Pressing Strings

I feel like it’s been a while since we’ve featured a home grown act, right? I haven’t made a Charm City or Birdland reference in months, at least. Happily, that streak has ended with the arrival of our latest feature, the Baltimore/Annapolis-based Pressing Strings, bringing warm fuzzy feelings to the local music section of my cerebral cortex. It’s a good day.

Josh Kachura, Jordan Sokel, Bob Novak and Nick Welker have been working around the state capital for a little while now, working on their third record as we speak, a collection the group s recorded and produced themselves. We asked the guys to get into their DIY approach: “It's ballsy, but it's a much more enjoyable experience considering we can take our time and make sure we are totally satisfied with what we are putting out there. It gives us a chance to approach the songs more creatively and explore different sounds and techniques with less worry that we are blowing our bank accounts on studio time.”

Wondering about the sound? They call it "Eclectic Acoustic", described as “Reggae, Blues, Rock, Hip Hop, Country, Indie, Jazz, World, Doo Wop.” Need clarification? Here it is, from the band mates: “I really can’t pinpoint a genre title to our music as a whole. You are what you eat in a musicians' sense.  Our tunes have always been channeled through acoustic guitars in the writing process or in the end output (although acoustic rock is not our official title either) and ergo, Eclectic Acoustic.” The completion of the 3rd album is priority #1, so take some time to read the XXQ’s below and prepare for its release.

XXQs: Pressing Strings (PEV): You call your music, "Eclectic Acoustic" – and with that describe your sound as to what that details and what do you feel makes you stand out over the others in your genre?

JK: Everyone who hasn't heard our tunes asks us, "what type of music do you play?" Our answer has become kind of ambiguous and vague. Reggae, Blues, Rock, Hip Hop, Country, Indie, Jazz, World, Doo Wop... I really cant pinpoint a genre title to our music as a whole. You are what you eat in a musicians' sense.  Our tunes have always been channelled through acoustic guitars in the writing process or in the end output (although acoustic rock is not our offical title either) and ergo, Eclectic Acoustic.

JS:  I usually just say that it's "roots" music because that puts a sort of organic picture in peoples minds and that's how I think of it.  

PEV: Calling Baltimore and Annapolis, Maryland home, what kind of music were the members of the band into growing up? Do you remember your first concert?

JK: Baltimore/Annapolis is more representative. I remember admiring local talents like Dave Tieff and Linwood Taylor play as I was at my first job as a bus boy around on the South River near Annapolis. I would get underpaid and stay out later than I was should have been but I would get to listen to live music and that was something I will never forget. Ben Harper when I was 13ish at Constitution Hall was my most memorable show to see. Still remember the feeling when I heard his lap steel scream. He was a HUGE inspiration during the pivotal teenage years and also a musician that brings a lot of variation to the table.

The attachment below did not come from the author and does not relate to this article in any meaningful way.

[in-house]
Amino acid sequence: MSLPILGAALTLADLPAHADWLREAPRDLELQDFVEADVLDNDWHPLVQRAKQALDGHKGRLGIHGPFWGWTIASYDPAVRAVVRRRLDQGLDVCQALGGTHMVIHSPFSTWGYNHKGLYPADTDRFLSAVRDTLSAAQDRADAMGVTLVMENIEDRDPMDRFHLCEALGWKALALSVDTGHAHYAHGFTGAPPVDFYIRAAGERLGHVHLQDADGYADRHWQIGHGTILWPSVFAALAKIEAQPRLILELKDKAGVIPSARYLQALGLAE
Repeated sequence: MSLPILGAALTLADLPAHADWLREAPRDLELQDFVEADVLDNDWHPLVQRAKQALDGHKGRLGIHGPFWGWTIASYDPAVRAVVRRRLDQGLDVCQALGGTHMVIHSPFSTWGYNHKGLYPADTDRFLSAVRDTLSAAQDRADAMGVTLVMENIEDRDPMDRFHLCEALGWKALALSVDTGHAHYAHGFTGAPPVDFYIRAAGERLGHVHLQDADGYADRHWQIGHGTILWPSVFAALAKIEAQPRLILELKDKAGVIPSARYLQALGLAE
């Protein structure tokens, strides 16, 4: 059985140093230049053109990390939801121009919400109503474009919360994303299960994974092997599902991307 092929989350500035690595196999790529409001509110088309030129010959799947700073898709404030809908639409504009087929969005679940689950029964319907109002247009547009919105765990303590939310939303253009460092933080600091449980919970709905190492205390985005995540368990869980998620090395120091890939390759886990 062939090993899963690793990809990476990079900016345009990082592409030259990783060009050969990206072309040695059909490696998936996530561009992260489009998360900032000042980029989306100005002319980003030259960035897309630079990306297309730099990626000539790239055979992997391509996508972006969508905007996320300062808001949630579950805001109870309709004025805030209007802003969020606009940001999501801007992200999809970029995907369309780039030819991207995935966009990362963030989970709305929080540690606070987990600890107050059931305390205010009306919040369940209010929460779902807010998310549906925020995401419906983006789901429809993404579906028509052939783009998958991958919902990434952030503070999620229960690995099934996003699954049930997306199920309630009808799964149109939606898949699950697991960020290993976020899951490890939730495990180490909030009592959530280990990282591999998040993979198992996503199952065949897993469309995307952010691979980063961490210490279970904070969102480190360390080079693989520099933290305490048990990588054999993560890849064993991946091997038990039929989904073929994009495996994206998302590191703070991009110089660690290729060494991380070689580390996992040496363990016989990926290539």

JS: I remember having a pretty hilarious CD collection when I was a kid.  From what I can recollect I had stuff like Boyz II Men, Metallica, Beastie Boys, No Doubt, Bush, Hootie & the Blowfish, Spin Doctors and other early 90's mainstream acts.  I've always had a love for music but when Napster came out I really got into music.  Somehow subconsciously I had soaked up all of these great songs and melodies that I had heard during my childhood but never knew who they were by. I would type a part of a lyric in and be stoked to get all these little gems to put on my mixtapes.  I think my first concert was Hootie & the Blowfish when I was like 9.

PEV: Tell us your take on the music scene is like in your hometown and what was it liketrying to break into it?

JK:  Annapolis is smaller and more tightly knit than what we have experienced in Baltimore. To play shows it takes a lot of sales pitches and random beers at bars.

JS:  The scene is cool because we know everyone and we all appreciate what each other does musically but the down side is there is not a lot of exposure here being a small town.  It was actually pretty natural the way we broke into the scene, all you really need is one gig and if you do well word spreads so we have been lucky in that regard.  

PEV: With that, what can fans expect from a live Pressing Strings show?

JS:  A lot of improvisation and a room full of good people with great taste.

PEV: What is the first thing that comes to mind when you step on stage?

JS:  I hope my guitar works like it should.

PEV: Having all played music for a while and with others, how is playing with Pressing Strings different then when you have partnered or played with other artists?

JS:  Actually this is the first band I have ever been a part of.  I have jammed with people here and there just messing around but when Josh and I started playing and writing together there was an obvious chemistry.  Kind of an erie, brotherly kind of connection and Bob and Nick have become the same way to me.  It's much more fun to create with people who you genuinely like and admire.

PEV: What was the underlining inspiration for your music? Where do get your best ideas for songs?

JS: I guess it comes down to the ambiguity of life. I'm inspired by the fact that you never know what's to come. Every little detail that I seem to come across makes me think and somehow the output is creation after I have bottled all those thoughts up.  One thing is for sure, rhythm is my number one inspiration.